Into a western couch of thunder-cloud;
  And thou, a ghost, amid the entombing trees
  Didst glide away. Only thine eyes remained.
  They would not go–they never yet have gone.
  Lighting my lonely pathway home that night,
  They have not left me (as my hopes have) since.
  They follow me–they lead me through the years.

  They are my ministers–yet I their slave.
  Their office is to illumine and enkindle–
  My duty, to be saved by their bright light,
  And purified in their electric fire,
  And sanctified in their elysian fire.
  They fill my soul with Beauty (which is Hope),
  And are far up in Heaven–the stars I kneel to
  In the sad, silent watches of my night;
  While even in the meridian glare of day
  I see them still–two sweetly scintillant
  Venuses, unextinguished by the sun!

Rouge Gagne

by Emily Dickinson

‘T is so much joy! ‘T is so much joy!
If I should fail, what poverty!
And yet, as poor as I
Have ventured all upon a throw;
Have gained! Yes! Hesitated so
This side the victory!

Life is but life, and death but death!
Bliss is but bliss, and breath but breath!
And if, indeed, I fail,
At least to know the worst is sweet.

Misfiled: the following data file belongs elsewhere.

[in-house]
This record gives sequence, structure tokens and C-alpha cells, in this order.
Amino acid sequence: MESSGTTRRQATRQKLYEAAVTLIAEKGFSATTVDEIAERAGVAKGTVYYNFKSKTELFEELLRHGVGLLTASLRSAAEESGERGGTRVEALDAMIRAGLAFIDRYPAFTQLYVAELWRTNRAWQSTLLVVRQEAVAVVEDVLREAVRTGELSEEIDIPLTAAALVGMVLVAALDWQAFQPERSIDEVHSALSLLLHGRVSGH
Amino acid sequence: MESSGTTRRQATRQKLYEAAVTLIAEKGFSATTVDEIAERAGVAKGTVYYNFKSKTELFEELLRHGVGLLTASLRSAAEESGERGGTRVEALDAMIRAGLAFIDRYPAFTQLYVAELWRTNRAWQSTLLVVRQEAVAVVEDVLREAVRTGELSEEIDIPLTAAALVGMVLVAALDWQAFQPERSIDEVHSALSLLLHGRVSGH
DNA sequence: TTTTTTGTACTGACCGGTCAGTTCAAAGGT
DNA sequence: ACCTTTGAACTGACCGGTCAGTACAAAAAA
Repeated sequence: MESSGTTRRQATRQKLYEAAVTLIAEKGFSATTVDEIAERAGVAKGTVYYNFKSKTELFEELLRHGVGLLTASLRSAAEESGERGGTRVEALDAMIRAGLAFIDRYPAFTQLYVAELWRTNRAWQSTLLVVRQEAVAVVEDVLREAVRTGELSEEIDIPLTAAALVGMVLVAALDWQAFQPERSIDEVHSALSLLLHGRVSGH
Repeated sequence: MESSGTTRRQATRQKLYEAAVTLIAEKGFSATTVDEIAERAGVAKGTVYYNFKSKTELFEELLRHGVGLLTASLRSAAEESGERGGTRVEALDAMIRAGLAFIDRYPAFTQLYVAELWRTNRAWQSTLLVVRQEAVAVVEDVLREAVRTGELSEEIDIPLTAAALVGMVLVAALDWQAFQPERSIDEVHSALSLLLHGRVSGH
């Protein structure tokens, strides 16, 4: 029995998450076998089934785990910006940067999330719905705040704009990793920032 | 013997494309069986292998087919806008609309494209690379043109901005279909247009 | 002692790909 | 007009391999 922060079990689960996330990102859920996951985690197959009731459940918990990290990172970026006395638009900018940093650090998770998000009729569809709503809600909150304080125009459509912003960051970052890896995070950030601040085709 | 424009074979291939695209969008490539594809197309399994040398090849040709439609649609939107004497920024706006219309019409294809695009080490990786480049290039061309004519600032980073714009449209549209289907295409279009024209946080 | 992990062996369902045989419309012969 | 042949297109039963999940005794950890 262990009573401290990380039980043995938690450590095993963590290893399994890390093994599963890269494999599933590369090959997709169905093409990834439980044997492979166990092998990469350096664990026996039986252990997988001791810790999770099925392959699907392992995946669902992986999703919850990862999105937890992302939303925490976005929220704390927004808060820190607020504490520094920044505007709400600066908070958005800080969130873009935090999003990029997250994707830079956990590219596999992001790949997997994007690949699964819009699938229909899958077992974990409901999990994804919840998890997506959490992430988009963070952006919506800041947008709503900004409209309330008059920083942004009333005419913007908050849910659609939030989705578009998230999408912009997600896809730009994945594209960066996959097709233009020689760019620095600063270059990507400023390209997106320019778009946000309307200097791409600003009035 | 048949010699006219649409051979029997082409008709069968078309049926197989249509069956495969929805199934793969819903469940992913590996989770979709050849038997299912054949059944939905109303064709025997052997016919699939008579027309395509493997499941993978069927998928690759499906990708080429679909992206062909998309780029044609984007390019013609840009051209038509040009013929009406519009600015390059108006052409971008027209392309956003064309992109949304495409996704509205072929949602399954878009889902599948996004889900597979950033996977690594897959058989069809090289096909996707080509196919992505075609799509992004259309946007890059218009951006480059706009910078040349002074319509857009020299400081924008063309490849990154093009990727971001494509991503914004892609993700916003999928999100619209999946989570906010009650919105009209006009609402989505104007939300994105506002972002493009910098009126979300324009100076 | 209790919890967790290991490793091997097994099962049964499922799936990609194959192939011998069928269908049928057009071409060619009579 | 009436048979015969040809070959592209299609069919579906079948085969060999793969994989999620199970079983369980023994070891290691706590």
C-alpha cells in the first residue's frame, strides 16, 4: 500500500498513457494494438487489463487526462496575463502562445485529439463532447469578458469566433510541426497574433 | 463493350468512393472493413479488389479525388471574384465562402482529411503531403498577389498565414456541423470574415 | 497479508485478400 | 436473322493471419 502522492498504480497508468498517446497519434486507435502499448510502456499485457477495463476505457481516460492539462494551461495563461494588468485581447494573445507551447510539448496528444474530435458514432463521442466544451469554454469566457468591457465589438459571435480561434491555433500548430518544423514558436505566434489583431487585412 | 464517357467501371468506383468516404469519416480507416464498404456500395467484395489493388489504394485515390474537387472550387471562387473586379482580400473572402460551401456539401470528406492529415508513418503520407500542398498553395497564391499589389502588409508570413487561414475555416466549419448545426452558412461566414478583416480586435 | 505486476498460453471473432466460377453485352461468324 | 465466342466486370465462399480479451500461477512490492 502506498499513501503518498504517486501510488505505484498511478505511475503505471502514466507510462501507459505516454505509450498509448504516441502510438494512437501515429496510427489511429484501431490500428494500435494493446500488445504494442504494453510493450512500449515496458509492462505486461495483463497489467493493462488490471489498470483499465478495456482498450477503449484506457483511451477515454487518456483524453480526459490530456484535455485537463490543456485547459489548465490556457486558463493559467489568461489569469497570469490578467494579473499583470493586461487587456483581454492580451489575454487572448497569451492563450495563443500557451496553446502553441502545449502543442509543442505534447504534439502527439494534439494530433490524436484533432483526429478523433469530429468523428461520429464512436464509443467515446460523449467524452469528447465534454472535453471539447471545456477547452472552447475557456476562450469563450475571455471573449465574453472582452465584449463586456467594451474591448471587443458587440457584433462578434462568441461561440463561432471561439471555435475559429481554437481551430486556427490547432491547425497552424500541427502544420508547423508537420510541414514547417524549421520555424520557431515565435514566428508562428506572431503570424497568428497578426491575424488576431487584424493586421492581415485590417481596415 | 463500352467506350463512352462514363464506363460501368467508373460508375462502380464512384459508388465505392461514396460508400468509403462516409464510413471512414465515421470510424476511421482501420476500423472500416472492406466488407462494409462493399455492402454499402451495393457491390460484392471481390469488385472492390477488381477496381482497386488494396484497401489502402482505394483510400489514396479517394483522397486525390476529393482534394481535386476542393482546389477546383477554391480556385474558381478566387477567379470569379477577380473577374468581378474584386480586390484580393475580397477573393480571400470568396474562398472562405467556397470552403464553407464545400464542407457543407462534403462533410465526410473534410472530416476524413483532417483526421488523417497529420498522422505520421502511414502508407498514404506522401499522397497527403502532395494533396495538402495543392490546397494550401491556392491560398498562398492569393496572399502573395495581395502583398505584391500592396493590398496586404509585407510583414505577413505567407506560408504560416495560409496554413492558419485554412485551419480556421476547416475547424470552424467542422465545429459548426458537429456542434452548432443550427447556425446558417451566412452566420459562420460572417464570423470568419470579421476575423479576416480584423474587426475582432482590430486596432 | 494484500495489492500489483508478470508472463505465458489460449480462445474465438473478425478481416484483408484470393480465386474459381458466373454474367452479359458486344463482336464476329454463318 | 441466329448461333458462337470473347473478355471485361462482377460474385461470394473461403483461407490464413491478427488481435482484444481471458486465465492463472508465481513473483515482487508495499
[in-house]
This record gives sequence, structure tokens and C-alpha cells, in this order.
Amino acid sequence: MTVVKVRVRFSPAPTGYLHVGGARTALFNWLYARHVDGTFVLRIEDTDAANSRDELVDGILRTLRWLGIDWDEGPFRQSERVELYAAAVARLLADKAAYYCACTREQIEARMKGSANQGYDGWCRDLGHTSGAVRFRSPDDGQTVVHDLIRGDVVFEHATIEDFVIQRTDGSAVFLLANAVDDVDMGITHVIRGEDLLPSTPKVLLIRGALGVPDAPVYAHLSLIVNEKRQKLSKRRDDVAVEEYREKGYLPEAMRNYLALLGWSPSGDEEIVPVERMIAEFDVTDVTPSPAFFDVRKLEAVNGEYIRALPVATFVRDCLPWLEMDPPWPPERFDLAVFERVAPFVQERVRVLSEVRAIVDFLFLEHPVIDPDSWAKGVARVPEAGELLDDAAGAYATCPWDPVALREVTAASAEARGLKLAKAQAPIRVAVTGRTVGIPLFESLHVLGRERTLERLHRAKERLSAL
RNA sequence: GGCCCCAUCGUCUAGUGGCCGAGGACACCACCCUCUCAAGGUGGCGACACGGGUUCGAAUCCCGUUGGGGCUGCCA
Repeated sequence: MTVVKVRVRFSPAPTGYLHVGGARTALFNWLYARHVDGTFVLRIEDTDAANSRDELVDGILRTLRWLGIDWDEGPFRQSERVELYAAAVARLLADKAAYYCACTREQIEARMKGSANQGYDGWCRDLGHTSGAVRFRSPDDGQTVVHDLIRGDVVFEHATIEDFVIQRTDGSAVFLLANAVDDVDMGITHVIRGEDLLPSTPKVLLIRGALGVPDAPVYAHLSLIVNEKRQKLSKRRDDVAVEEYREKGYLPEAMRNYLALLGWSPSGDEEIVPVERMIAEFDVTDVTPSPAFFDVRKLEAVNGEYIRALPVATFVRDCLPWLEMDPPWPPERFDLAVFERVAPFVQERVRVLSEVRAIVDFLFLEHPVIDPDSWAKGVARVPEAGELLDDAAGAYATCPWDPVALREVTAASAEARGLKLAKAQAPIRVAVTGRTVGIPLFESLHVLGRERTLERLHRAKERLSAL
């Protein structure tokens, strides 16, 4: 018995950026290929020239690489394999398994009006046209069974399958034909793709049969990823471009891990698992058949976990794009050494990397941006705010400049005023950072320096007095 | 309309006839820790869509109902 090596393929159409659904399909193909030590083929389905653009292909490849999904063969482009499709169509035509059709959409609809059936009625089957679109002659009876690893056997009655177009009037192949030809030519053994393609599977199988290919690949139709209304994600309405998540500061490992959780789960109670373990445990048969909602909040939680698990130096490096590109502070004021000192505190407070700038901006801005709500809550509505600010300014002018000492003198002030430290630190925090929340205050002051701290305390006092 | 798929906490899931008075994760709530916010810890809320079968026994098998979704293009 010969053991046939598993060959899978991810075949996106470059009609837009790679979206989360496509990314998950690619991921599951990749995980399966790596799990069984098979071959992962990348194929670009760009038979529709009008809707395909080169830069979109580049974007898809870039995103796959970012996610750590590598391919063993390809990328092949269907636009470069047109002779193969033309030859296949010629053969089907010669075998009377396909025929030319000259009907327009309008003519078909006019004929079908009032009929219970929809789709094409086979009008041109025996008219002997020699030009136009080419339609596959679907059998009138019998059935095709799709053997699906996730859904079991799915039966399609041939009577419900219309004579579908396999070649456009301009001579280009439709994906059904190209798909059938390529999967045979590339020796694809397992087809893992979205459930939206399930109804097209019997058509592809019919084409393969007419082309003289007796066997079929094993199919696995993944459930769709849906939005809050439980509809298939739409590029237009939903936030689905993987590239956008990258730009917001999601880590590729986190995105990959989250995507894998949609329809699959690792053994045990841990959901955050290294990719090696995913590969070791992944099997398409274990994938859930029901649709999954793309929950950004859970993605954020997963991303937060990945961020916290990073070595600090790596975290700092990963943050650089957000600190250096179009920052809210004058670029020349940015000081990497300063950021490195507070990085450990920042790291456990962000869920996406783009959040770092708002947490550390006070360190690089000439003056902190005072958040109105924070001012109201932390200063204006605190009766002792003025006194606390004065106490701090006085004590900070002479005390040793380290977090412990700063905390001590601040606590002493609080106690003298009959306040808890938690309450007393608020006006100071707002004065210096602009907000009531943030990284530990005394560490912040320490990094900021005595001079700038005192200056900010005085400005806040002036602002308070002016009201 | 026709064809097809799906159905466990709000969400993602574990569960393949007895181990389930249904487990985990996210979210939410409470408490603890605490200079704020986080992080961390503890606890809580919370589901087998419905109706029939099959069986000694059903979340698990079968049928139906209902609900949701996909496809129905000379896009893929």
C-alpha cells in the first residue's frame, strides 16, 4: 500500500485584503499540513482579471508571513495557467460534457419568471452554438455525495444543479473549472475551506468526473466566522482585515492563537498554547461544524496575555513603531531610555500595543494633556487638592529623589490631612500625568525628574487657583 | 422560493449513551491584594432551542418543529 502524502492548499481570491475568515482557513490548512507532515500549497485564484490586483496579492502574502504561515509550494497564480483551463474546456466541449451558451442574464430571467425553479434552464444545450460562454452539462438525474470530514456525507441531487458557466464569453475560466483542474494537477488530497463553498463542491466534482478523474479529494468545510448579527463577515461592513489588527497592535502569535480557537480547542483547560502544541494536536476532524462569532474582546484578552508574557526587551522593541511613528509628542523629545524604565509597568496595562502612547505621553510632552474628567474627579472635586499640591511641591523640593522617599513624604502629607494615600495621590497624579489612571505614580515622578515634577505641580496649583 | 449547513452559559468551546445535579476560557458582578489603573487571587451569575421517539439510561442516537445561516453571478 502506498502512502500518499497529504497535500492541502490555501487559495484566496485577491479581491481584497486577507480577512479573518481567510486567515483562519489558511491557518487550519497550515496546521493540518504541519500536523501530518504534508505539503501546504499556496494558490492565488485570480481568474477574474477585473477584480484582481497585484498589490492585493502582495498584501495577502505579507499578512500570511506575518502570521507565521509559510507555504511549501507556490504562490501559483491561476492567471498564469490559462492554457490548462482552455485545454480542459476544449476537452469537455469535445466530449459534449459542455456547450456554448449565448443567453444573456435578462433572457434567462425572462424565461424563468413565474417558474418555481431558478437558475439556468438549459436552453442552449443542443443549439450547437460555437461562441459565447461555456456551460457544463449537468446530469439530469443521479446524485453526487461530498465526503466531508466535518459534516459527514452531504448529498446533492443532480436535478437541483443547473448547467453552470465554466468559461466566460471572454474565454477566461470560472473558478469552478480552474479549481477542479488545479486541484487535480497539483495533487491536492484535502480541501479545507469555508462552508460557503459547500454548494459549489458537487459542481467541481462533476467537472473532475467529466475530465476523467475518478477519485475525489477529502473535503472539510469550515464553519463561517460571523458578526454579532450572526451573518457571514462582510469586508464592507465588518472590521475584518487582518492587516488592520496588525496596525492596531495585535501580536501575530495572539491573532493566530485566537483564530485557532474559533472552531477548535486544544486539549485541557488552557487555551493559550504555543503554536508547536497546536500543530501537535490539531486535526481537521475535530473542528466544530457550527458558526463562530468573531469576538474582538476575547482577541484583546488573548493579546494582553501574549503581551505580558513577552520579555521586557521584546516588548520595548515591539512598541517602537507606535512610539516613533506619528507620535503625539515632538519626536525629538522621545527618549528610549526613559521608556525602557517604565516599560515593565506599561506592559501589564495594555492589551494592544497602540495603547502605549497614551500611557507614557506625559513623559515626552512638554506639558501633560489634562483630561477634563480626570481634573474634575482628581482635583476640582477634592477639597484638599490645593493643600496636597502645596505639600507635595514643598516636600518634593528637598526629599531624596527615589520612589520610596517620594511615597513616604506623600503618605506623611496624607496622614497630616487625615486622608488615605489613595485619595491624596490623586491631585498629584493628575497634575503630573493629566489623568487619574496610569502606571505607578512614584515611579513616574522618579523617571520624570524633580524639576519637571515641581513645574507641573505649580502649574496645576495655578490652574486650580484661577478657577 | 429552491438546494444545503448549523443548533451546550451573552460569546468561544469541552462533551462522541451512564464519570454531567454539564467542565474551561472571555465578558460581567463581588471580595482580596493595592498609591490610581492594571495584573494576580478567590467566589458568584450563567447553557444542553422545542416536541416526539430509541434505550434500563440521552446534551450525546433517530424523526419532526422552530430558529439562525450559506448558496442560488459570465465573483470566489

Defeat means nothing but defeat,
No drearier can prevail!

And if I gain, — oh, gun at sea,
Oh, bells that in the steeples be,
At first repeat it slow!
For heaven is a different thing
Conjectured, and waked sudden in,
And might o’erwhelm me so!

Wild Beasts

by Evaleen Stein

I will be a lion
And you shall be a bear,
And each of us will have a den
Beneath a nursery chair;
And you must growl and growl and growl,
And I will roar and roar,
And then–why, then–you’ll growl again,
And I will roar some more!

Miss Billy’s Decision, CHAPTER VII

by Eleanor H. Porter

OLD FRIENDS AND NEW
At ten minutes before six on the afternoon of
Arkwright’s arrival, Billy came into the living-
room to welcome the three Henshaw brothers,
who, as was frequently the case, were dining at
Hillside.

Bertram thought Billy had never looked prettier
than she did this afternoon with the bronze sheen
of her pretty house gown bringing out the bronze
lights in her dark eyes and in the soft waves of
her beautiful hair.  Her countenance, too, carried
a peculiar something that the artist’s eye was quick
to detect, and that the artist’s fingers tingled to
put on canvas.

“Jove! Billy,” he said low in her ear, as he
greeted her, “I wish I had a brush in my hand
this minute.  I’d have a `Face of a Girl’ that
would be worth while!”

Billy laughed and dimpled her appreciation;
but down in her heart she was conscious of a
vague unrest.  Billy wished, sometimes, that she
did not so often seem to Bertram–a picture.

She turned to Cyril with outstretched hand.

“Oh, yes, Marie’s coming,” she smiled in